Thursday 7 November 2013

The Elements of Eloquence is Here

Go, litel book.

The Elements of Eloquence is officially released in Britain today. Would you like to read it? No? Oh. Well, if you change your mind, dear reader, there is a widget just to the right. Do you see it? The lovely green and gold cover. Click on that and you can read the first 34 pages for nothing. Then, if you think page 35 worth it, you can dash out the door and run whooping to the nearest bookshop and get yourself a copy of the real thing in all its hardbound glory.

Or, if the notion of running to the bookshop is too much for you, you can simply sit at your computer, sherry in one hand and mouse in the other, and order it from there people:

The Book Depository

Or, if you're a rugged traditionalist, you can confront me face to face, look me in the eye with one of your commanding stares, and tell me to give you a copy right now and sign it too. I'll probably capitulate, being a capitulatory sort of chap. The way to do this is to come along to one of these places:

West End Lane books in London on 14th of November
Taunton Literary Festival on 18th of November
The Hungerford Bookshop on 19th of November
Barter Books in Alnwick on 25th of November
The Edinburgh Bookshop on 26th of November
Rossiter Books in Ross-on-Wye on the 27th of November
Booka Bookshop in Oswestry on 28th of November
Blackwells Oxford on 9th of December
Steyning Bookshop in West Sussex on 10th of December
Warwick Books on 11th of December

Or you can just come to the launch party in London on the 12th. But to do that you have to enter a raffle. You do this using the widget below. I think. I'm new to all this, you understand. You give them your name and at midnight on Monday it's picked out of an electronic hat. Something like that anyway.

a Rafflecopter giveaway

And finally, if you're still wondering what it's all about, here's a silly chap with a silly voice to explain.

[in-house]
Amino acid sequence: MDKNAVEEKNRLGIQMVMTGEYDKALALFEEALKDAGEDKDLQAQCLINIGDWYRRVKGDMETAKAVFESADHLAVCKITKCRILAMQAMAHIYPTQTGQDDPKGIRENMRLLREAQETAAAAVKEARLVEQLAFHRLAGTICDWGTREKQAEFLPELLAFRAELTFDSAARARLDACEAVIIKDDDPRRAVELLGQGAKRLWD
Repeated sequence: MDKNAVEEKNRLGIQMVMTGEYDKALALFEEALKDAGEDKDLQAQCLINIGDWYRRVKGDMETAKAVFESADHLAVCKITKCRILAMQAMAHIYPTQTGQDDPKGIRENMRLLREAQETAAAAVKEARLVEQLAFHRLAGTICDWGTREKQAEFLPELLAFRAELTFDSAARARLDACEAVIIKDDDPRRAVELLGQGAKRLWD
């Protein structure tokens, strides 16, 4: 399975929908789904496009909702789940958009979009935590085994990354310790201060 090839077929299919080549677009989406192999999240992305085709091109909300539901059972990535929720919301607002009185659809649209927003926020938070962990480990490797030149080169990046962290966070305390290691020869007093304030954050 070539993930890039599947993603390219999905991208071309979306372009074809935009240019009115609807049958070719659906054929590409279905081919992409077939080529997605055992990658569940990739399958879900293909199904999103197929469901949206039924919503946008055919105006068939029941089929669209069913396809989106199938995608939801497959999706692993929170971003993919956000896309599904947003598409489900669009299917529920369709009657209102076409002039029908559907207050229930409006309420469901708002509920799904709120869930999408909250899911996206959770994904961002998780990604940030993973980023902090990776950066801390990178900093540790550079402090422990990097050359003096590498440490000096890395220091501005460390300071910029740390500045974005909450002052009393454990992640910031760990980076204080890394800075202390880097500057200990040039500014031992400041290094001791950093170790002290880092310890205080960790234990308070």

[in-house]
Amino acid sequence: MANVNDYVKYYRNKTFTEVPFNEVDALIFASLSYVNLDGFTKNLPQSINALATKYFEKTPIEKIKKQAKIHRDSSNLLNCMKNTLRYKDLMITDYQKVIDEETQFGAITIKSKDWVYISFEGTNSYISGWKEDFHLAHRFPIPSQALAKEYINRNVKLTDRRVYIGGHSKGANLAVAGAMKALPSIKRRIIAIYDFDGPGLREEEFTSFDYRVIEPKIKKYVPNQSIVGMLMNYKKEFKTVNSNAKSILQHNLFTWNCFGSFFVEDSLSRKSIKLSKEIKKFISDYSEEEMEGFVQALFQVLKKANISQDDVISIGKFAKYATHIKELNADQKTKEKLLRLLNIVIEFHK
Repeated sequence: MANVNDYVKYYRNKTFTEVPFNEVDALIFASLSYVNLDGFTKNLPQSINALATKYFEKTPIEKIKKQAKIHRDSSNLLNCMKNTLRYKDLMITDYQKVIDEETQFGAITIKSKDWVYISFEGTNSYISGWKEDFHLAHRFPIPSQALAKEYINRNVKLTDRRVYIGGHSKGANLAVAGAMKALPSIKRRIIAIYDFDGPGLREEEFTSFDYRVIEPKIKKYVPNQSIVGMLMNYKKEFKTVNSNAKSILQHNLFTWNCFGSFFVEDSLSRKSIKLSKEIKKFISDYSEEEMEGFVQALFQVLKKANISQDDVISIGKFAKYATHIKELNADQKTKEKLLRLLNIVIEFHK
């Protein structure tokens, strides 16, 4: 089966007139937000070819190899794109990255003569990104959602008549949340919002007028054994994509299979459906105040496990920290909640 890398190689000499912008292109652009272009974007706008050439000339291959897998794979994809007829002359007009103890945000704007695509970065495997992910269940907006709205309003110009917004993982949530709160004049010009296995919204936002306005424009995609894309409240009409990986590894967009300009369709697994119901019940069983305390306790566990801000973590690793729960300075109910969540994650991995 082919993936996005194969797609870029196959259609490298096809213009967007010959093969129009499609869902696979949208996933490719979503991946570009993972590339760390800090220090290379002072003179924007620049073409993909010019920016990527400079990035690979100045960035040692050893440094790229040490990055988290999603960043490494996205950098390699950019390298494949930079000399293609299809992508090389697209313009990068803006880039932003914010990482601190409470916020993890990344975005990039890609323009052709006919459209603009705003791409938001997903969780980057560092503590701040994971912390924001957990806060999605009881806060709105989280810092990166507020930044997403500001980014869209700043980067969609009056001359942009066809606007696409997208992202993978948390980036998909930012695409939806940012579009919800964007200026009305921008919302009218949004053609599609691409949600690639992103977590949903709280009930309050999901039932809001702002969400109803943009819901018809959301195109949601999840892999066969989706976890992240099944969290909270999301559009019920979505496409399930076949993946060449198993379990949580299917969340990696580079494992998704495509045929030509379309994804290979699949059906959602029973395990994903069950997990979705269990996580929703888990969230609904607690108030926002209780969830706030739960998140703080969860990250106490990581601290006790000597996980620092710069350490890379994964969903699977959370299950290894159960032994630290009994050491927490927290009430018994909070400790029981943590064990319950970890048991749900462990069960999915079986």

Do you see the tankards on the window-sill? They're antique.

Oh, and there'll be an interview with me in The Sunday Times, this Sunday, I think.


  1. No Birmingham event, doesn't surprise me after last year! Maybe I'll make it to Warwick, gives me an excuse to see the Meeting House too.

    The link for that event is broken by the way (takes you to the Oxford event). Here's the link, in case anyone else needs it:

  2. I just read the excerpt and I think it's brilliant!

  3. Hhhhhmmm. Me likey, me buyey

  4. started reading it last night and loving it so far.

  5. I love it. I knew I wanted it. I was then was seduced by the preview widget. By the end of page 34 I could not possibly wait for it to be shipped, so it became my first ever digital book. I have been having fun playing with the figures as I read. So far my best has been an antithesis: "What is dishonest in politics is a question of rhetoric. What is honest in politics is a rhetorical question." Thanks for the knowledge, thanks for the inspiration.

  6. You might want to include some links for your American readers. The UK Amazon store requires us to go to the USA Amazon store to buy the Kindle version.

    1. I'm afraid it's not out in America for a few months yet. The rights have been sold, though.

  7. Hello,

    I'm halfway through the book, and enjoying it immensely. I do have one very little gripe though: in Ch. 22, you say that zeugma "doesn't work awfully well in English", and suggest it’s covered more out of duty than anything else. Rather than simply asserting that I find that a tad unfair, I wanted to pass on my very favourite example of zeugma, in a rhyme from the end of the Tom Waits song The One That Got Away:

    I’ve lost my equilibrium, my car keys and my pride;
    The tattoo parlor’s warm, so I stumble there inside.